murderous

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English[edit]

Etymology[edit]

From murder +‎ -ous (suffix forming adjectives from nouns denoting possession or presence of a quality).[1]

Pronunciation[edit]

Adjective[edit]

murderous (comparative more murderous, superlative most murderous)

  1. Of, characterized by, or pertaining to murder or murderers.
    • 1611, Randle Cotgrave, compiler, “Assassinat”, in A Dictionarie of the French and English Tongves, London: [] Adam Islip, OCLC 491770318, column 2:
      Aſſaſſinat: m. A murther, or murtherous act committed for gaine, or in hope of a reward; alſo, a ſuddaine aſſault, made of ſet purpoſe, and with a murtherous intent, although th' aſſaulted be not killed.
    • 1878 October, “A Tussle with Yellow Jack”, in G[eorge] Bampfield, editor, S. Andrew’s Magazine, volume I, number 10, London: Burns & Oates, [], OCLC 503739687, page 1:
      Every time I heard the bell strike, that denotes the time on board a ship, I full of terror counted the hours until four o'clock; feeling sure that when that hour came, my enemies would begin their murderous attack.
    • 1909, William MacLeod Raine, chapter 18, in Ridgway of Montana:
      While Harley had been in no way responsible for Pelton's murderous attack upon Yesler, public opinion held him to account.
    • 2014 November 17, Roger Cohen, “The horror! The horror! The trauma of ISIS [print version: International New York Times, 18 November 2014, page 9]”, in The New York Times[1], New York, N.Y.: The New York Times Company, ISSN 0362-4331, OCLC 971436363, archived from the original on 25 August 2017:
      [O]ne minute this "Jihadi John" was struggling to get by, and get accepted, in drizzly England, unemployed with a mortgage to pay and a chip on his shoulder, and the next he stands in brilliant Levantine sunlight, where everything is clear and etched, at the vanguard of some Sunni Risorgimento intent on subjecting the world to its murderous brand of Wahhabi Islam.
  2. Of a person: intending or likely to commit murder; bloodthirsty, homicidal.
    Synonym: (obsolete) assassinous
    Antonyms: nonmurderous, unmurderous
    murderous behaviour
    She gave me a murderous look.
    • 1659, Richard Baxter, “Reproving Our Unwillingness to Die”, in The Saints Everlasting Rest: Or, A Treatise of the Blessed State of the Saints in Their Enjoyment of God in Glory. [], 8th edition, London: [] Thomas Underhill and Francis Tyton, [], OCLC 1227530240, part IV, section V, page 603:
      Is any man loth to leave his priſon? or to remove his dwelling from cruel enemies? or to ſcape the hands of murderous robbers? Do we take the world indeed for our priſon? our cruel, ſpoyling, murderous foe? and yet we are loth to leave it?
    • 1662, John Reynolds, “History XI”, in The Triumphs of Gods Revenge against the Crying and Execrable Sin of Murther. [] Book III, London: [] A. M. for William Lee, [], OCLC 771714104, page 152:
      De Salez her Husband ſtriving and ſtrugling for life againſt the pangs of death; fear and haſt (contrary to her intent and mind) had ſo made his murtherous wifes hand ſhake and tremble, as ſhe did not ſo fully cut his throat-bole, but he could yet both cry and groan, which he did very mournfully, and which indeed was ſoon over-heard by a man and a maid-ſervant of his, []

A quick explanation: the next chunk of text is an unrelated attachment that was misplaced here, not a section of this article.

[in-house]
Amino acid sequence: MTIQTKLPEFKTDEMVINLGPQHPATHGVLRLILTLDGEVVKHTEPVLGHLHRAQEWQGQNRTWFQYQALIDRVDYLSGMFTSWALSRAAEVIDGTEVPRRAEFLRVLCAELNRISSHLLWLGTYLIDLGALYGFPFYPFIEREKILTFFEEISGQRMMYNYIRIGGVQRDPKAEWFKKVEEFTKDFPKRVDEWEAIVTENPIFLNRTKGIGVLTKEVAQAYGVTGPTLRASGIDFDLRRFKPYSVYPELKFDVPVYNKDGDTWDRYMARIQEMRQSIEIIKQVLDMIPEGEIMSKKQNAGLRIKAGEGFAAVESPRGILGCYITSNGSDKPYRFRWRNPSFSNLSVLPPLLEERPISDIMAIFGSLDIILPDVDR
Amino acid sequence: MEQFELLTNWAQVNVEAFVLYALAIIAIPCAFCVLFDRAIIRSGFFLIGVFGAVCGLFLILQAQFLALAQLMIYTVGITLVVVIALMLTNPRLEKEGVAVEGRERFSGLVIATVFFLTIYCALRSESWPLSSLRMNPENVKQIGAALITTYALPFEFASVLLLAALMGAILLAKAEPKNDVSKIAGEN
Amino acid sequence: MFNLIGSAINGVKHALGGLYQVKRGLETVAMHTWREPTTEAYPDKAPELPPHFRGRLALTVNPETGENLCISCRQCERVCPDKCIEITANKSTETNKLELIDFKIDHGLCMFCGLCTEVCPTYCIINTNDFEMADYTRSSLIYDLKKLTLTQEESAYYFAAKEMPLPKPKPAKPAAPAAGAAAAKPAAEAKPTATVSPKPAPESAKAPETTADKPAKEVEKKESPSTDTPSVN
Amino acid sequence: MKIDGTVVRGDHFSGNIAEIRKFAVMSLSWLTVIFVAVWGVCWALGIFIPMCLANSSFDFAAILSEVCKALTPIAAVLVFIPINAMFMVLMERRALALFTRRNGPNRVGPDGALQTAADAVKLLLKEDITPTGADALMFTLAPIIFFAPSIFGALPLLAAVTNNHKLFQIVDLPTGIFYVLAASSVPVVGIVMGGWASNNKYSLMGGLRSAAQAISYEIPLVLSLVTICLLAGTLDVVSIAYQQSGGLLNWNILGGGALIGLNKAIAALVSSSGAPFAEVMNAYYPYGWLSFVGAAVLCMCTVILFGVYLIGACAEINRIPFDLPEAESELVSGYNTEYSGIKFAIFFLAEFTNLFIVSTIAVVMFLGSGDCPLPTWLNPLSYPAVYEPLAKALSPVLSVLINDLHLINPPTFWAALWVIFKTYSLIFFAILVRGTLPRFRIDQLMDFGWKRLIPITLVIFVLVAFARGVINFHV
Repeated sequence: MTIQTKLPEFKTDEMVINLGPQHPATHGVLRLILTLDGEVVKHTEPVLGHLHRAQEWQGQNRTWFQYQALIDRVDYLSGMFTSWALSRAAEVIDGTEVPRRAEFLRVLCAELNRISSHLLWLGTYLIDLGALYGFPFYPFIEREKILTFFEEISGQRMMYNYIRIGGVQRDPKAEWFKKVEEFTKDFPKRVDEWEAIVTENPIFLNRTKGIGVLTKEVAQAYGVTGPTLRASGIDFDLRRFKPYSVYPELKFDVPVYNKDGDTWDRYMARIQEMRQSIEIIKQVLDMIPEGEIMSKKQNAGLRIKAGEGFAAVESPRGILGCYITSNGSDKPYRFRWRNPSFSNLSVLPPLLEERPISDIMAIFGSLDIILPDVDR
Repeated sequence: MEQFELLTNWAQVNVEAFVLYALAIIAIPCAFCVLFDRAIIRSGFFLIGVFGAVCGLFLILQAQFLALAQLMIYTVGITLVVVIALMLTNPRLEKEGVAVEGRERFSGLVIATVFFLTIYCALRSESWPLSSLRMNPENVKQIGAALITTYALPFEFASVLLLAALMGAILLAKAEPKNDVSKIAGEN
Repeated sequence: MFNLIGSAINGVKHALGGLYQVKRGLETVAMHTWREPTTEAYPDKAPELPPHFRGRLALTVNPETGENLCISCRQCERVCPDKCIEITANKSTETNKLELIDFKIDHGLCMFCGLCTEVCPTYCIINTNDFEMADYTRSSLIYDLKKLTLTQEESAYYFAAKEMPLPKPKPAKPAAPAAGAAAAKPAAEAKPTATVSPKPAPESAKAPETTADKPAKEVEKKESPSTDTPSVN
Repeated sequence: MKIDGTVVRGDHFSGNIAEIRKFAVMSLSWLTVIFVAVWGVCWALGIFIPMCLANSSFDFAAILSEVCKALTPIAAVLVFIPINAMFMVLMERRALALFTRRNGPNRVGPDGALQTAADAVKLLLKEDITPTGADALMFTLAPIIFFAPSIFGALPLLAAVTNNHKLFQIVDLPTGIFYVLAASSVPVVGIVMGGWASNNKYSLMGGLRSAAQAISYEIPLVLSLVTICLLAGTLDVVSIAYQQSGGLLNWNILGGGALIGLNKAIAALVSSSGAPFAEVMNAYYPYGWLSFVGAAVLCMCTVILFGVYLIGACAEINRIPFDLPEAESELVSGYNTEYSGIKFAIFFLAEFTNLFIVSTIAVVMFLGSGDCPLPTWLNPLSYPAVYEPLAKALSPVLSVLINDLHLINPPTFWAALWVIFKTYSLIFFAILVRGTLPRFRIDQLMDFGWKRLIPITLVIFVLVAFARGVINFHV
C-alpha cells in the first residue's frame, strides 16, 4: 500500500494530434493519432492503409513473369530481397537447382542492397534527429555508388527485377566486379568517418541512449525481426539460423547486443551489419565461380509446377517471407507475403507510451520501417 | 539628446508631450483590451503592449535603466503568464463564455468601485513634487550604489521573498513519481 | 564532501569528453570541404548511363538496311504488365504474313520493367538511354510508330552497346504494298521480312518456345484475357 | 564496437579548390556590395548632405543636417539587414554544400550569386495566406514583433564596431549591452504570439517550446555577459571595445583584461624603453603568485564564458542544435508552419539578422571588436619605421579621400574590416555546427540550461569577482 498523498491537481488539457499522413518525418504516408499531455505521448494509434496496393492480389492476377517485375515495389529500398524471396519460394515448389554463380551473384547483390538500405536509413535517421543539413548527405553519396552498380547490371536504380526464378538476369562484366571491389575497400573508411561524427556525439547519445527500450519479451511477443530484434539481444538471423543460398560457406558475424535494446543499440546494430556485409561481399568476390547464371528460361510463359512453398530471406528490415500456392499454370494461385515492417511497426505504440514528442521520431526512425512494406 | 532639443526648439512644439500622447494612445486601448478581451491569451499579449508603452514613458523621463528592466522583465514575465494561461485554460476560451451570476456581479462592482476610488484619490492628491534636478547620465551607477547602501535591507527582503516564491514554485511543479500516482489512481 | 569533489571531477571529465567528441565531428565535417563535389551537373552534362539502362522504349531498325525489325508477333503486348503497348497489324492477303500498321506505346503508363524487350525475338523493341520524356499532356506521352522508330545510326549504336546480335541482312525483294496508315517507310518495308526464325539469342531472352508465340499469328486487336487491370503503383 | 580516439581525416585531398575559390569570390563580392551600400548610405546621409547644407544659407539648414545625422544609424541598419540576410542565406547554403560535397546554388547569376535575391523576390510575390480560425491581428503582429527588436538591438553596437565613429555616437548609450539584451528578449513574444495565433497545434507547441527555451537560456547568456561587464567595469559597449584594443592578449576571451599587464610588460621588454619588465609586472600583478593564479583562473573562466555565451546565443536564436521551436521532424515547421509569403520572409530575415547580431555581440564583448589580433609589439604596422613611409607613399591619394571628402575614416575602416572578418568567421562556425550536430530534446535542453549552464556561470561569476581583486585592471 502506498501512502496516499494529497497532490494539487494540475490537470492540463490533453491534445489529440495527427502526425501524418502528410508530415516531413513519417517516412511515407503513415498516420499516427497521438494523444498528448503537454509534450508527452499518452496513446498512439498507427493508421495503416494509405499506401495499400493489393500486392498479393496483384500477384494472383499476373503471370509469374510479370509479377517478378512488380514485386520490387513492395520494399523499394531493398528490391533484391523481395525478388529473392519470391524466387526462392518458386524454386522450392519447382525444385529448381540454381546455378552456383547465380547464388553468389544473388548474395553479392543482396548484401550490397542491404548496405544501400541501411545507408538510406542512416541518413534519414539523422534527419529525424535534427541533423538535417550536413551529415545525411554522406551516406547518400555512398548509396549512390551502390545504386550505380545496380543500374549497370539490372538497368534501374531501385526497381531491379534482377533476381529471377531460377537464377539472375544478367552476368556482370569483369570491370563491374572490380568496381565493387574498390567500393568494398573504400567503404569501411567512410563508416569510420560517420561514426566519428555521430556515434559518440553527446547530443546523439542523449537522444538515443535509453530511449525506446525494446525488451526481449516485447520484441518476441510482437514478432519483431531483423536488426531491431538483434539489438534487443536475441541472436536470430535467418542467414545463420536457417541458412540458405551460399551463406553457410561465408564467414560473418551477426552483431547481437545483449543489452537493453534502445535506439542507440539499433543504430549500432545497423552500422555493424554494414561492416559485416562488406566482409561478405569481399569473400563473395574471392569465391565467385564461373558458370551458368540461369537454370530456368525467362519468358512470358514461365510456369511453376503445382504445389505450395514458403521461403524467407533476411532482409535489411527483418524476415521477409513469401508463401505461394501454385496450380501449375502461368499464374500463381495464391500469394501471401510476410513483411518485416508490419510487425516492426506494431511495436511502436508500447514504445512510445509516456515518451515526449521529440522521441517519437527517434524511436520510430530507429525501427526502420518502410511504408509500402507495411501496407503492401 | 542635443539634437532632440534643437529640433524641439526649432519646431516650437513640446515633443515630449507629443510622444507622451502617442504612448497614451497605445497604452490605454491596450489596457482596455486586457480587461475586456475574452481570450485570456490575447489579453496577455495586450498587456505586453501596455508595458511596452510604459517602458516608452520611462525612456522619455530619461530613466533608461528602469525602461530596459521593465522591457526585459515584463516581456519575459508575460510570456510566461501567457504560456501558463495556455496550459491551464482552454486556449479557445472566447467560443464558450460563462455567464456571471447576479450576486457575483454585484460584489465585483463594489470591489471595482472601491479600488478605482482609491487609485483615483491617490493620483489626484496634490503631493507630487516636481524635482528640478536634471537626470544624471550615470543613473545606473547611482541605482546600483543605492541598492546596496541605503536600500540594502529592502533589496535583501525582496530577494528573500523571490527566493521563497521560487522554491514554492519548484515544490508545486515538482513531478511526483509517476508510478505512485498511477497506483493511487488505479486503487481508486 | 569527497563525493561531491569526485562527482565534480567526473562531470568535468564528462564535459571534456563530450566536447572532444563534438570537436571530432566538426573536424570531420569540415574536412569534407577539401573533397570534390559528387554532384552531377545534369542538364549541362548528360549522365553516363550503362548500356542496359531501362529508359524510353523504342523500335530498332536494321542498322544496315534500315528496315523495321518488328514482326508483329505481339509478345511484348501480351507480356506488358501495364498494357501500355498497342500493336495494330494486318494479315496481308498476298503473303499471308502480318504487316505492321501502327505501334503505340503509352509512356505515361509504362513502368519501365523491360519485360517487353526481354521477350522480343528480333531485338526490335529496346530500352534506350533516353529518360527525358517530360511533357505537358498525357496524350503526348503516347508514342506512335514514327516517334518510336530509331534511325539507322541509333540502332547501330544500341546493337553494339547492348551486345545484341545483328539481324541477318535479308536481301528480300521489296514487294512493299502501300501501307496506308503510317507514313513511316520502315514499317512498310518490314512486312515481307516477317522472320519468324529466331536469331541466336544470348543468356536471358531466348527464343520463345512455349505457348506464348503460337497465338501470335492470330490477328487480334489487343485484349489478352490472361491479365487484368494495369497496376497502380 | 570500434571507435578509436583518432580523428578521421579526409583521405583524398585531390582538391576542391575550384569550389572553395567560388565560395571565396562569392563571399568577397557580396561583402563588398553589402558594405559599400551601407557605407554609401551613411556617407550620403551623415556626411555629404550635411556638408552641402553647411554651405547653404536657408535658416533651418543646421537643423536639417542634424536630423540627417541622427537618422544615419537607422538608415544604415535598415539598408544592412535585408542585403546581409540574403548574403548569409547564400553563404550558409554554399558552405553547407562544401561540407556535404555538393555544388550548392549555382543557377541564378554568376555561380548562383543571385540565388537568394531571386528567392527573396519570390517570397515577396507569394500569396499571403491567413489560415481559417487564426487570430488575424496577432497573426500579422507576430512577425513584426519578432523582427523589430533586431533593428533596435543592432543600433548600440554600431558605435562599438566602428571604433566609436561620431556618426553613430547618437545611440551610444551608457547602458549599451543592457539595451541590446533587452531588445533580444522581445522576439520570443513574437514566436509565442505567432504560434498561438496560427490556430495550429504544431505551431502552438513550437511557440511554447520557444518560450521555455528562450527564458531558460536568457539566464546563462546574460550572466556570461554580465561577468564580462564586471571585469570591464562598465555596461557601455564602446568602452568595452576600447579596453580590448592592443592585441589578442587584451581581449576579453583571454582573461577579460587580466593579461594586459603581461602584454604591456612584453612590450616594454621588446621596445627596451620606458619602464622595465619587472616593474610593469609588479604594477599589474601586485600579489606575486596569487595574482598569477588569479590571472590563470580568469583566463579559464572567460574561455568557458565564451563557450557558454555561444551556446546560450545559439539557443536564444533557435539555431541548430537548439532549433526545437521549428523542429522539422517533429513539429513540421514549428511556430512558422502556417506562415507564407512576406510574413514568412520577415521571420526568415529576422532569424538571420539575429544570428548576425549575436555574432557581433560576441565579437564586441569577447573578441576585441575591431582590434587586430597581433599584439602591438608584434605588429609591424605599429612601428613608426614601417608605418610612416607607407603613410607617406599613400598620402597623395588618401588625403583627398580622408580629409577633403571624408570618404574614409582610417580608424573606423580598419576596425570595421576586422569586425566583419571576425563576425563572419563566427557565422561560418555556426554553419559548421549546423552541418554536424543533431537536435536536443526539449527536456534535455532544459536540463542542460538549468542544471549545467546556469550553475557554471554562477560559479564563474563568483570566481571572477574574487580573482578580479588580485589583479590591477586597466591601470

• 1711, Obedience to Civil Government Clearly Stated: [], London: [] George Strahan, [], OCLC 753166894, page 34:
      Adam alſo was the High Prieſt, and received Authority from God, to teach the ſucceeding Generations of Men how to worſhip God, and what Sacrifices were to be offered by Cain and Abel, and all Poſterity. By which Sacrifices were brought into all Nations, to apply the Blood of the Lamb, ſlain from the foundation of the World, in the unalterable Purpoſes of God, to the Conſciences of all Men for the Remiſſion of their Sins, and to Excommunicate murderous Cain from the preſence of the Lord, []
  3. (often figuratively) Of an object: used to commit murder; capable of causing death; deadly, fatal.
    Antonyms: nonmurderous, unmurderous
    • 1782, [Frederick the Great], “Book VI”, in [anonymous], transl., The Art of War; [] Translated from the French of the King of Prussia, 2nd edition, London: [] G. Riley, [], OCLC 989123793, page 56:
      The rapid ſquadrons ſwift as thought engage, / And ſeek the hoſtile troops who ſhun their rage, / 'Midſt the thick clouds which ſmoak and duſt afford / With dreadful luſtre gleams the murderous ſword; []
    • 1796, John Brown, “Of the Law of Nature”, in A Compendious View of Natural and Revealed Religion. [], 2nd edition, Edinburgh: [] Murray & Cochrane, OCLC 1119824941, book I (Of the Regulating Standard of Religion, Natural and Revealed), page 25:
      In neceſſary ſelf-defence men have a right to kill their aſſailants. But duelling is unlawful and murderous, a remain of the ancient Gothic barbarity.
    • 1912, George A. Birmingham [pseudonym; James Owen Hannay], chapter XXI, in The Red Hand of Ulster, London: Smith, Elder & Co., [], OCLC 1719147, page 255:
      In street fighting at close quarters a gun of this kind is very murderous and ought to do a terrible amount of destruction.
  4. (by extension) Very difficult.
    Synonyms: killing; see also Thesaurus:difficult
    Antonyms: see Thesaurus:easy
    a murderous exam
    conditions were murderous

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References[edit]

  1. ^ murderous, adj.”, in OED Online Paid subscription required, Oxford, Oxfordshire: Oxford University Press, March 2003; “murderous, adj.”, in Lexico, Dictionary.com; Oxford University Press, 2019–present.

Further reading[edit]